LONDON — Ukraine ordered its soldiers to retreat from their remaining foothold in the embattled city of Severodonetsk.
Luhansk’s regional governor, Serhiy Haidai, said on Telegram on Friday, “Remaining in positions that have been relentlessly shelled for months just doesn't make sense.”
“They have received orders to retreat to new positions ... and from there continue their operations,” he said, according to a BBC translation.
A senior U.S. defense official told Foreign Policy that the decision will help Severodonetsk get into “a position where they can better defend themselves.”
It was unclear on Friday if the withdrawal had started or what the time frame surrounding it was.
For weeks, Ukrainian forces have fought to defend the key eastern city. But in recent days, Russian forces have surrounded Severodonetsk as well as its neighboring city Lysychansk. These two cities have seen the worst of the Kremlin’s offensive. According to Haidai, nearly all of the city’s infrastructure has been destroyed, with over 90% of the houses having been shelled.
Four months ago, Russia began its brutal war against Ukraine. Failing to secure the capital, Kyiv, in the early part of the invasion, the Kremlin set its sights on taking full control of the separatist provinces of Donetsk and Luhansk, which make up the Donbas region.
On Wednesday, Ukrainian President Volodymyr Zelensky said that Russian air and artillery attacks were aimed at destroying the entire Donbas region. The president urged Ukraine’s allies to rush shipments of heavy weaponry to defend against enemy forces.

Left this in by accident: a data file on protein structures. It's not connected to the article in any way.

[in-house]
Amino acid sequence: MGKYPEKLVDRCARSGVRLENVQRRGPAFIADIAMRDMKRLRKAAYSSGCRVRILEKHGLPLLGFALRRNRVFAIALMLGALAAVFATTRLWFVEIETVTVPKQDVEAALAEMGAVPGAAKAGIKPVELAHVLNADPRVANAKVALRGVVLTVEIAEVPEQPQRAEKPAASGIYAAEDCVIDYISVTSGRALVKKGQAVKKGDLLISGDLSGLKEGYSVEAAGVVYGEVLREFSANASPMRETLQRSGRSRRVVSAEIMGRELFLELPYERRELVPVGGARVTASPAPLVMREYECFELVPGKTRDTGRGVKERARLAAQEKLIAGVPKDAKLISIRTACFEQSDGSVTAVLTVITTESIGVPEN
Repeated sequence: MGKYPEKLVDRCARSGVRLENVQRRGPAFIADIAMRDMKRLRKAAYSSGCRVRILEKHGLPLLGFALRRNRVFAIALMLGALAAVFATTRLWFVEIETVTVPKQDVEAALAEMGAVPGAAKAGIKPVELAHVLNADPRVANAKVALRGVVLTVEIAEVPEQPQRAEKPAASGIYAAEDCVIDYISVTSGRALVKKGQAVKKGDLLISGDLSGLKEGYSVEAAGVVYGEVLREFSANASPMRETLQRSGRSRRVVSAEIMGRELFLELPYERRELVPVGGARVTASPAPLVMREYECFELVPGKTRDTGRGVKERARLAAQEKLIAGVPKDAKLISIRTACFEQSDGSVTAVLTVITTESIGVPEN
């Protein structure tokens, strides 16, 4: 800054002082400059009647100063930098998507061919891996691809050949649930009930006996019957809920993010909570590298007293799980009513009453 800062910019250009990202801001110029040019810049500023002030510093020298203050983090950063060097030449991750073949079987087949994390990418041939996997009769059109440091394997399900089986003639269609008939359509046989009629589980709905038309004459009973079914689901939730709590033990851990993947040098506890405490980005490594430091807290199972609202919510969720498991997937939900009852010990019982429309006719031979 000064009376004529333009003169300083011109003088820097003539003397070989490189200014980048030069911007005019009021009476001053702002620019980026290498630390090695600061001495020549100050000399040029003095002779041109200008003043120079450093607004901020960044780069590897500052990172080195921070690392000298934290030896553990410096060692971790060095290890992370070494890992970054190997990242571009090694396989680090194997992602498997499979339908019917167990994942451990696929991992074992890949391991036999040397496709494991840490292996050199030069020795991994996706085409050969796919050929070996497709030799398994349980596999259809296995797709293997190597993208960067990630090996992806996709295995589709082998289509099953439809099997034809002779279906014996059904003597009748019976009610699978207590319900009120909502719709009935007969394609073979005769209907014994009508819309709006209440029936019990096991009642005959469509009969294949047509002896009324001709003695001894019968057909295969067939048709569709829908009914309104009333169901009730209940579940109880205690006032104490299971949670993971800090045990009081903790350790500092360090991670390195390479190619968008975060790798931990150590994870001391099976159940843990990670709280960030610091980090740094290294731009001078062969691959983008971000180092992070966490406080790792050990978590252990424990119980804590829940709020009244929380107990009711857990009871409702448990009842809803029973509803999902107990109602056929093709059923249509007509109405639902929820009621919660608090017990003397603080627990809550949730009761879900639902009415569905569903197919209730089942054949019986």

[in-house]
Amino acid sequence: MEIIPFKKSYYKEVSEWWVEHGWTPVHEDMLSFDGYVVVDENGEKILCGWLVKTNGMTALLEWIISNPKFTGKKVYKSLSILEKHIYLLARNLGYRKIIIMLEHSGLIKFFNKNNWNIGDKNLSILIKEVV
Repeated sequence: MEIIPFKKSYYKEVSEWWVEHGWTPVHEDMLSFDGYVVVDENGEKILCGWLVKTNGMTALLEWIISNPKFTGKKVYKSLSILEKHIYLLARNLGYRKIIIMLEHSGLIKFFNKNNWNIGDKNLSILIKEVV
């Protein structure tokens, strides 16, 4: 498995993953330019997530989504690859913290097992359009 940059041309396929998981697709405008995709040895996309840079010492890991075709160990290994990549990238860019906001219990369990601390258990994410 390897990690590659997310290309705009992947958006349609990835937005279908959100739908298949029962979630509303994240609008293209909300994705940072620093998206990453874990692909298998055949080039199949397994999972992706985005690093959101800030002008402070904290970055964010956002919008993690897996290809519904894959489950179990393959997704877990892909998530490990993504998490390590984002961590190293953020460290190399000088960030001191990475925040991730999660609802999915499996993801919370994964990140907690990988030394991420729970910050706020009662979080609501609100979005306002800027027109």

“We must free our land and achieve victory, but more quickly, a lot more quickly,” he said in a video address on Thursday. “There were massive air and artillery strikes in Donbas. The occupier’s goal here is unchanged. They want to destroy the entire Donbas step by step.”
Earlier this month, it was reported that at least 1,200 civilians, including more than 120 children, were being “held hostage” at a chemical plant in Severodonetsk. Speaking to the Russian state news agency TASS, the pro-Russian Luhansk People’s Republic’s interior minister, Vitaly Kiselev, alleged that Ukrainian forces were keeping civilians at the Azot plant “against their will.”
However, Haidai said that about 500 civilians were sheltering in the Azot plant, along with 40 children. On June 15, Russia claimed it had set up a humanitarian corridor to allow people trapped inside the plant to escape. It was later reported by Britain’s Ministry of Defense that the Kremlin might have been using the so-called humanitarian corridors to force civilians into Russian-backed areas.
“Since 14 June, Russian and separatist officials have claimed they are attempting to establish humanitarian corridors to allow civilians to evacuate Sieverodonetsk,” the ministry’s statement read. “Russia has precedent, both earlier in the Ukraine campaign and in Syria, of using unilaterally-declared ‘humanitarian’ corridors as a mechanism to manipulate the battlespace and impose the forced transfer of populations.”
The statement added: “If trapped civilians don’t take up the offer of exiting via a corridor, [Russia] will likely claim justification in making less of a distinction between them and any Ukrainian military targets in the area.”